22 February 2007

Watch Out, There's a Weasel Word About

This blog has constantly warned readers to be on their guard against weasel words whose unexceptionable and generalised nature betray an intent to redefine. A classic example - double-barrelled to boot - is the Progress & Freedom Foundation, which has absolutely nothing to do with freedom as Richard Stallman would understand it, and as a concomitant, precious little to do with progress either.

As its About page makes clear, freedom means the right to impose intellectual monopolies - or, as it quaintly puts it:

the "imperative" to protect rich digital content and encourage innovation through the traditional legal notions of copyright and patent.

Hm, that's a new one: the imperative to impose intellectual monopolies. Not much freedom there, methinks. The other key phrases to note are "market-oriented policy" and "Applying benefit-cost analysis to proposals for regulation of the market for personal information" - so you can forget about any right to privacy: if it's profitable, it's good.

No surprise, then, that one of the foundation's luminaries has written an oh-so-reasonable defence of the Microsoft-Novell stitch-up. Except that it is fundamentally flawed, despite its reasonable tone.

Its central argument in favour of the oh-so-reasonable Microsoft-Novell stitch-up is as follows:

Customers also want freedom from concern about potential intellectual property problems. They do not want to worry whether someone might come out of left field claiming the right to enjoin some mission-critical application.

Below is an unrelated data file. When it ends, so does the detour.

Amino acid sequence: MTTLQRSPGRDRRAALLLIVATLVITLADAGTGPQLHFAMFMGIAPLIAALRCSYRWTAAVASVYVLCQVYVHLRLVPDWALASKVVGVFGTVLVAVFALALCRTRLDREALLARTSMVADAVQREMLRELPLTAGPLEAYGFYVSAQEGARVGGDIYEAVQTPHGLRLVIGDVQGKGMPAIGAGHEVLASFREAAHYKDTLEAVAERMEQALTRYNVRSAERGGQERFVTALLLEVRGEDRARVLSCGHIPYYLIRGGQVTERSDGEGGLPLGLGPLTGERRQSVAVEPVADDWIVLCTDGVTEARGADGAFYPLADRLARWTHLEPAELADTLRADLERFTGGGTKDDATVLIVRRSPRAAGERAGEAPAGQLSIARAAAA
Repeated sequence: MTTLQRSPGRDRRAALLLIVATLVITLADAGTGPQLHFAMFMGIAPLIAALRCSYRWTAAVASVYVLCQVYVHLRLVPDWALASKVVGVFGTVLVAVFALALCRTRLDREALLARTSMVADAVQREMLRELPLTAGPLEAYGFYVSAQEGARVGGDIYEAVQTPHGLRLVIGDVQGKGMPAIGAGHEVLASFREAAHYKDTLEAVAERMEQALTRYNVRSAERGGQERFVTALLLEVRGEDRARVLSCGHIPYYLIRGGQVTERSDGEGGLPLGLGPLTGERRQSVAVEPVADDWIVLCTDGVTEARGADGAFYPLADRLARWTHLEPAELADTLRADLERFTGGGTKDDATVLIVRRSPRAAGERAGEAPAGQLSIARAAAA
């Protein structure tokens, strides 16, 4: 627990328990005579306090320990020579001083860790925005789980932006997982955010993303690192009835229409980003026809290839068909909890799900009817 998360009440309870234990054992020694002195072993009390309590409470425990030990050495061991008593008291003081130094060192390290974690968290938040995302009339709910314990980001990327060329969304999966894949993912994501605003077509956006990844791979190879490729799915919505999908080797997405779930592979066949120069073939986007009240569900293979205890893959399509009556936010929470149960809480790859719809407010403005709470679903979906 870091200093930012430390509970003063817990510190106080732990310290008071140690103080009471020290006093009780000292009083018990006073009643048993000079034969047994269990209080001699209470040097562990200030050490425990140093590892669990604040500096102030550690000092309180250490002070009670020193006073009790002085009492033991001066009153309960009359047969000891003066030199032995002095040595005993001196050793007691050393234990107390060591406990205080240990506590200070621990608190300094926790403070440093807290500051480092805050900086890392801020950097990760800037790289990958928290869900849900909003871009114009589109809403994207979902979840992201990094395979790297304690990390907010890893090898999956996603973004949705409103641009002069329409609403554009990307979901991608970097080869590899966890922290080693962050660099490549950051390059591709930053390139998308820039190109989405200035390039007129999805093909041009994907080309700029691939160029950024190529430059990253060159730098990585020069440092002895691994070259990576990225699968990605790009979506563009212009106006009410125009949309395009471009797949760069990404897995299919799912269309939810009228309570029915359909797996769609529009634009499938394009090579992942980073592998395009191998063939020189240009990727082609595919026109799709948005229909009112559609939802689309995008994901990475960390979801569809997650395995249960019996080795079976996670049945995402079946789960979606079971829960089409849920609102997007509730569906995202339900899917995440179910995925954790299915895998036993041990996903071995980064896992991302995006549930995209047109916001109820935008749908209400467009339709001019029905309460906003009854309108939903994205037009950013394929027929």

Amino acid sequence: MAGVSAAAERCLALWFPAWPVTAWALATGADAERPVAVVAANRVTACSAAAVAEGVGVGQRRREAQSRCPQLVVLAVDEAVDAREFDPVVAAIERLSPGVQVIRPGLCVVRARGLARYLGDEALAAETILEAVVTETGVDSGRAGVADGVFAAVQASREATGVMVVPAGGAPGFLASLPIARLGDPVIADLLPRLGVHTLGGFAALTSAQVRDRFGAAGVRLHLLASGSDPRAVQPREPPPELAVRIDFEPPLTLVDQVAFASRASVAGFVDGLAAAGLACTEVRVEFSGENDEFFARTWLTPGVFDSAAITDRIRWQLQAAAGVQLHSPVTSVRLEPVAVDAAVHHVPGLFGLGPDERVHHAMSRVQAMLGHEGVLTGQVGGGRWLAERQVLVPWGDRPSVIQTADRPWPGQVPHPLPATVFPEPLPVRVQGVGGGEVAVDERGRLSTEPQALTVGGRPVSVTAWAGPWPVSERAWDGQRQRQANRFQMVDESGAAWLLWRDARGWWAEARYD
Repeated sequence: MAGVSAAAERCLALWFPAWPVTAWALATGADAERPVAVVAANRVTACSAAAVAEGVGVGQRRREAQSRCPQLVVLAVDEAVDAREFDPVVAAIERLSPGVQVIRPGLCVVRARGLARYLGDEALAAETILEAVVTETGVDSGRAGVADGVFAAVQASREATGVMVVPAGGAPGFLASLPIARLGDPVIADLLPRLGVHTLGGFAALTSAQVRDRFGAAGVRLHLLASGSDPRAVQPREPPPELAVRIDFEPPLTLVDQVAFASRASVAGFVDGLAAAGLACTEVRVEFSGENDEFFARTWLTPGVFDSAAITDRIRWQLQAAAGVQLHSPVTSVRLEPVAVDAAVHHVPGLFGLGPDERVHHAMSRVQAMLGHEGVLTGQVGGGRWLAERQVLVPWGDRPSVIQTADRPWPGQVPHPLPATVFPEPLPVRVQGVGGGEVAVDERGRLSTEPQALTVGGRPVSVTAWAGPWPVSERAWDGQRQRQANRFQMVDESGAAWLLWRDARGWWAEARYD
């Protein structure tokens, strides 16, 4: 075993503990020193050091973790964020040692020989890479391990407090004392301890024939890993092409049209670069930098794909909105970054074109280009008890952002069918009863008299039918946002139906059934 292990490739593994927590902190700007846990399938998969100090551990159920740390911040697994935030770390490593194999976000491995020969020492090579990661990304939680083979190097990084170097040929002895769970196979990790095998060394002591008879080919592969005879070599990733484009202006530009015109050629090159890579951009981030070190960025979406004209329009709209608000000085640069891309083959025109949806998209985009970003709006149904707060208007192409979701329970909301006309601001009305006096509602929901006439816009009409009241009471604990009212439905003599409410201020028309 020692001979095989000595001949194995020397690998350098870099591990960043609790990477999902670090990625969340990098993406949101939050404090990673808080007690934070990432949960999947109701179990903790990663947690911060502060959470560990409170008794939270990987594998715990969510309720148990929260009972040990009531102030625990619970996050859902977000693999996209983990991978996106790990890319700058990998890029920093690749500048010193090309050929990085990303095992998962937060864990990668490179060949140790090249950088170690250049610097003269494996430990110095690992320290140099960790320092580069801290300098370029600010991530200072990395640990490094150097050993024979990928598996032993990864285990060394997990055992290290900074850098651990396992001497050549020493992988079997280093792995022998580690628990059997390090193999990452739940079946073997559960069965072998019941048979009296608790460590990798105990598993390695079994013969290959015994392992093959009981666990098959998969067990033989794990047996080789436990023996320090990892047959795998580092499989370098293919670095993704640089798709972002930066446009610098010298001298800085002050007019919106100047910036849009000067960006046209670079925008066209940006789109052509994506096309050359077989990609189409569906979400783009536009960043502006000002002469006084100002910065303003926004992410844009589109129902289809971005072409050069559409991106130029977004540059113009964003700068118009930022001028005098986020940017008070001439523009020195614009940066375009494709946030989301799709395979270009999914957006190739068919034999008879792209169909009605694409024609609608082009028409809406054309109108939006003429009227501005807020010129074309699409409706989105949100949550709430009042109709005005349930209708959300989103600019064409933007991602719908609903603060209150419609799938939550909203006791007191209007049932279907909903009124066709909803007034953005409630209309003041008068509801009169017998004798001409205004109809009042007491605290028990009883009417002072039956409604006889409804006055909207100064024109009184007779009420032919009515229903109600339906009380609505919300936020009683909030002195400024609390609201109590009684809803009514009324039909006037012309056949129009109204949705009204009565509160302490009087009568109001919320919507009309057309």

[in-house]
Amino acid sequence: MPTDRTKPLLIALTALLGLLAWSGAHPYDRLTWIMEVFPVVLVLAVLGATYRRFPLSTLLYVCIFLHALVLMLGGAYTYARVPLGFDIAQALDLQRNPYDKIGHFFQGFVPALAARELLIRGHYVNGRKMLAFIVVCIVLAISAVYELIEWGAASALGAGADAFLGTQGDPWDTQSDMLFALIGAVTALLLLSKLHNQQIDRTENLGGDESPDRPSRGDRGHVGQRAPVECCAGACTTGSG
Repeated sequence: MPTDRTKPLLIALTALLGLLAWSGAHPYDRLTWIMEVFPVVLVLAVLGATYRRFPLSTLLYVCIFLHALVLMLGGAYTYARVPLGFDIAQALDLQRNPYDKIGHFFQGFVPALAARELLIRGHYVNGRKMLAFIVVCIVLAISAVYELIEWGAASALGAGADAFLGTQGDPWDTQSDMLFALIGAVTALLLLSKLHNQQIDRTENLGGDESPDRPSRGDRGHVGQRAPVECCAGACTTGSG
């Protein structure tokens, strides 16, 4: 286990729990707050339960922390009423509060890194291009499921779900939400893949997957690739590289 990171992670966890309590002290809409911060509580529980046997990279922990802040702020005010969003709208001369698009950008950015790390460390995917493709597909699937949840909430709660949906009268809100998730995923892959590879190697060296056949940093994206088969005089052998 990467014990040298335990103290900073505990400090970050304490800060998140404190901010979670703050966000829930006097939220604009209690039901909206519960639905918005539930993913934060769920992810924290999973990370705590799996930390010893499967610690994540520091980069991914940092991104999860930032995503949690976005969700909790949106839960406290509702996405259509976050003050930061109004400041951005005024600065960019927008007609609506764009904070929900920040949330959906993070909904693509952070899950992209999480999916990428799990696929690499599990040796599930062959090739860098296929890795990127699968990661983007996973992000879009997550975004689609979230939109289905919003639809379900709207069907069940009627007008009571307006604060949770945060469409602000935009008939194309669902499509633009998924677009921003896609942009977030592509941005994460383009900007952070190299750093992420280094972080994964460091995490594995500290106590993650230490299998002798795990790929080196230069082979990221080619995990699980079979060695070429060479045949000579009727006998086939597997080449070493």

- and yes, there's that tell-tale little word "freedom" again.

So, as a customer, I'm supposed to worry about whether my supplier is infringing on somebody else's intellectual monopoly? Sorry, but I don't care a fig about the intellectual monopolies involved in products that I buy or use: I care about whether they do the job at a reasonable price. I expect the supplier to worry about the legal details - that's partly what I pay for.

Reframing it in these terms attempts to enmesh the user in the battles that try to employ intellectual monopolies as competitive weapons that are the very antithesis of progressive. It is a trick that aims to legitimise and bolster the strength of this approach, by falsely claiming that it matters to the general public. It is true that manufacturers and suppliers do indeed need to worry, unfortunately, but that is a problem, and a reflection of how the original legal frameworks have been distorted by corporate lawyers and greedy industries.

To remedy this situation, we all need to ignore those issues, and fight for minimalist intellectual monopolies - 14 years for copyright, as it was originally, and patents whose scope is narrowed considerably, or, ideally, abolished entirely.

Needless to say, since the premise of the article is mistaken, its conclusion is too: the Microsoft-Novell deal is bad for customers, since it brings in patenting issues where there aren't any. After all, if Microsoft really believed open source infringed on its patents it would go to court, as it routinely has in the past. Are we supposed to believe that Steve Ballmer has come over all magnanimous, and wants to give open source a chance to reform? I think not.

It's also a disaster for Novell, which is now tainted by Redmond's kiss of Judas. Indeed, I strongly suspect that in retrospect it will be seen as the inflection point that began the company's terminal decline.

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